Here’s Why I Appreciate Debt Collectors
I’m fine with the professional ones. I despise the unethical ones.
Consolidate credit card debt with the help of consumer credit counseling
I’m fine with the professional ones. I despise the unethical ones.
This week: The most popular question, with an unpopular answer.
A reader wants to help his mother, but he’s scared he’ll make the problem worse.
The answer is no, but the good news is: There are powerful options regardless of your disability.
A reader is upset that her otherwise thrifty boyfriend goes crazy at the end of the year.
A reader is deep in debt, but one plan is better than the others.
A reader is finishing a DMP but wants to buy a home. Good news awaits him.
A reader wants to pay off his credit card debt, but he also wants to eat.
A reader went bankrupt, and now years later, she needs a new set of wheels.
A reader has as much debt as income. He’s out of the country. Can he still get out of debt?
A reader wants to know how to survive “the sandwich” — without evicting his mother-in-law.
A reader wonders if the letters DMP are A-OK.
A husband and wife have competing plans for getting out of debt. Alas, both are terrible.
A reader who just got out of a decade’s worth of debt wants to know what to do with her sudden surplus.
These proven strategies can help you get back on track if you’re ready to take the next step.
It may not be just a hangover. It might be a disease. Here’s the cure.
A reader thinks her husband is crazy to pay for someone to advise them when they have no money.
Rule over your credit card debt with an iron fist, without making the same mistakes these dictators did.
all can be overcome when the balance of income and expenses is adjusted in your favor.
A reader is panicked because her break from paying student loans is coming to an end.
A suspicious reader wants to know if he really needs professional help. He might not.
A reader wants to know if they’re legit.
Before he says, “I do,” here’s what one engaged man needs to do first.
A reader earns a lot but spends a lot. When should she decide enough is too much?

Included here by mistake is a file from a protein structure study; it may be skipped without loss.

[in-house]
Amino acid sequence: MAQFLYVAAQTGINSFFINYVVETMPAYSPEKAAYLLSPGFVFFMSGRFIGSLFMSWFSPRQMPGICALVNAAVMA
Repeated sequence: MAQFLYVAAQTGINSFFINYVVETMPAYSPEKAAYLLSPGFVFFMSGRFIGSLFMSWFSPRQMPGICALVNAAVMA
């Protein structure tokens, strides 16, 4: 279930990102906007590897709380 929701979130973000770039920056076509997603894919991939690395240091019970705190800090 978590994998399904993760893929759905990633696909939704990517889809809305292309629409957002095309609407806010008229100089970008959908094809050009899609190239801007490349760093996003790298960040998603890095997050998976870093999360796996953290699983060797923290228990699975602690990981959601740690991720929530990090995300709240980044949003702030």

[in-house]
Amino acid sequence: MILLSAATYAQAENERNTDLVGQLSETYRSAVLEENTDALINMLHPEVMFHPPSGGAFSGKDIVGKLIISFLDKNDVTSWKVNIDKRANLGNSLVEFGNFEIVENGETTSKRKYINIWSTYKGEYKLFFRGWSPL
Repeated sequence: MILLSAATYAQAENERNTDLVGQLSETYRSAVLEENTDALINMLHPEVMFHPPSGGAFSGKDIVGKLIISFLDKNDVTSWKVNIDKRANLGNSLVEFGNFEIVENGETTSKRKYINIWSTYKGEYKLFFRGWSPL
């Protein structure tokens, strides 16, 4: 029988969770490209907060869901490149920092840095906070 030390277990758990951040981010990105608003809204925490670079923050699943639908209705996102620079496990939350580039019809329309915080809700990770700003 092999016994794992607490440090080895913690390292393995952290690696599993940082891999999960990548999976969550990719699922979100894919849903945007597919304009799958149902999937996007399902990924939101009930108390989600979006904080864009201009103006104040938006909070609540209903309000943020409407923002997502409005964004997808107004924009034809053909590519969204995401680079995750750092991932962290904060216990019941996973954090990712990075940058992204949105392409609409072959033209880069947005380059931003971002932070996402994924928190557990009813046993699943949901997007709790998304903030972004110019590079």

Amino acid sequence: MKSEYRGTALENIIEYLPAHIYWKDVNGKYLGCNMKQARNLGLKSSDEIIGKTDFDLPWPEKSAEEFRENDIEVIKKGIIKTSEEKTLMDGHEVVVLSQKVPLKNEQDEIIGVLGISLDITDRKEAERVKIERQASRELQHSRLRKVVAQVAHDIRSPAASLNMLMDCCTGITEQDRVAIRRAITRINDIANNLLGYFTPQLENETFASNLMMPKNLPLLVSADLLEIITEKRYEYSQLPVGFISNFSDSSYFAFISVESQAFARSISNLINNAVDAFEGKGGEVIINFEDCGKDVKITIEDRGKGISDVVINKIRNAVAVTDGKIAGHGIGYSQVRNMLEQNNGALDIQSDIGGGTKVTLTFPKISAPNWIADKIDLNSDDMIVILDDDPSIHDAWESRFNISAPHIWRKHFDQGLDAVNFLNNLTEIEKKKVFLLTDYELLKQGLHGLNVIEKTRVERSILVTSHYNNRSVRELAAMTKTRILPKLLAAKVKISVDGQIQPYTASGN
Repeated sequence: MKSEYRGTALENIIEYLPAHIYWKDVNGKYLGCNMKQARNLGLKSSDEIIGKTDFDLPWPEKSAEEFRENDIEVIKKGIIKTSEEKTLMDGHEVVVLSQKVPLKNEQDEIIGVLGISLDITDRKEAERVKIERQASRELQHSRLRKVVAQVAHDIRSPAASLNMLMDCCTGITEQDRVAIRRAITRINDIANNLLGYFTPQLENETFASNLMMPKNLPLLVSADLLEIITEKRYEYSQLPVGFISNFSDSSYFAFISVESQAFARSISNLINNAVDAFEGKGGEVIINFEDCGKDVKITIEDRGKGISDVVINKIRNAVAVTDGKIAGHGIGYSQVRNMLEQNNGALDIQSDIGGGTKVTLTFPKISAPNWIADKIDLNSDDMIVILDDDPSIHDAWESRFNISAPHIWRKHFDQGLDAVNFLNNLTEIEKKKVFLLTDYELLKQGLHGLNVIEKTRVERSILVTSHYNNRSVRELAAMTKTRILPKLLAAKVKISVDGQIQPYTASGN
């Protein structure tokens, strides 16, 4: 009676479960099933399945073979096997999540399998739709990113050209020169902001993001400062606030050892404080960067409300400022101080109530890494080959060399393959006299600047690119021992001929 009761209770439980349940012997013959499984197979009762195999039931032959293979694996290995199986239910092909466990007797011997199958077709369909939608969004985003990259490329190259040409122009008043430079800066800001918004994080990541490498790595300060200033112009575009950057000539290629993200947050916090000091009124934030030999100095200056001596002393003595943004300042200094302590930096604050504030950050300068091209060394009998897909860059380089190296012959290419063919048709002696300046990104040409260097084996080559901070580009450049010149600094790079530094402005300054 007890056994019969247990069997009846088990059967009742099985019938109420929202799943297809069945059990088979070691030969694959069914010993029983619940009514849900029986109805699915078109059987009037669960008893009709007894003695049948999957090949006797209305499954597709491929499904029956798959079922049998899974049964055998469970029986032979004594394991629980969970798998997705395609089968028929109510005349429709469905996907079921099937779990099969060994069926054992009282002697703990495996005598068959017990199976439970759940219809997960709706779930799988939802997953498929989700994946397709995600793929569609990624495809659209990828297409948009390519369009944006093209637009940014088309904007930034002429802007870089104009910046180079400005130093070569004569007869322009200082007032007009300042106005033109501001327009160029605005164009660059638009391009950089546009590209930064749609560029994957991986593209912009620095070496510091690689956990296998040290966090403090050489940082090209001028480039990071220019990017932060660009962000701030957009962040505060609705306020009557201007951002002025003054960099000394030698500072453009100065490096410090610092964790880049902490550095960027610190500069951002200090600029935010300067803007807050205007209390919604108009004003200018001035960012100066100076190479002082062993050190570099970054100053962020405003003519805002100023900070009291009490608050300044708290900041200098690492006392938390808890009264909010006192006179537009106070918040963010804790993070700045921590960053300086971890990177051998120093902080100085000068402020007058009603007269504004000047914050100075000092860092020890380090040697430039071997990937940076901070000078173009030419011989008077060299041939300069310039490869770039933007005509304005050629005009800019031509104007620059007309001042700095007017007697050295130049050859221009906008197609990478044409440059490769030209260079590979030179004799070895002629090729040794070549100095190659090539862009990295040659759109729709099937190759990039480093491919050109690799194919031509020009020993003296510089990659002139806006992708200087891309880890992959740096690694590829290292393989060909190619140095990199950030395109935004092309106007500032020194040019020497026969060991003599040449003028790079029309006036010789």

If Americans are working harder than ever, how can they be more in debt than ever?
A retired mom wants to pay off her debts and spend money on herself.
This is one of the most common misconceptions about debt management programs. You enroll in the program through a consumer credit counseling agency. However, you do not owe the agency anything; they simply help you set up a repayment plan with your creditors. You still owe your original creditors.
Basically, the credit counseling agency acts as a go-between for you and your creditors to arrange repayment. But even through you make payments to the agency, the money gets distributed to your creditors. You can see your balances going down as you progress through the program.
The second biggest misconception about debt management programs is that they get confused with debt settlement. Settlement programs settle your debt for less than you owe; this can damage your credit. By contrast, a debt management program pays back everything you charged. You just do it in a way that’s more cost-effective, thanks to reduced or eliminated interest charges. But even if you pay less interest, you still pay back what you borrowed in-full.
Interest rate negotiation is something you can try and do on your own with each individual creditor. You simply call the customer service number and ask to speak with someone about a rate reduction. You’ll usually have more success if: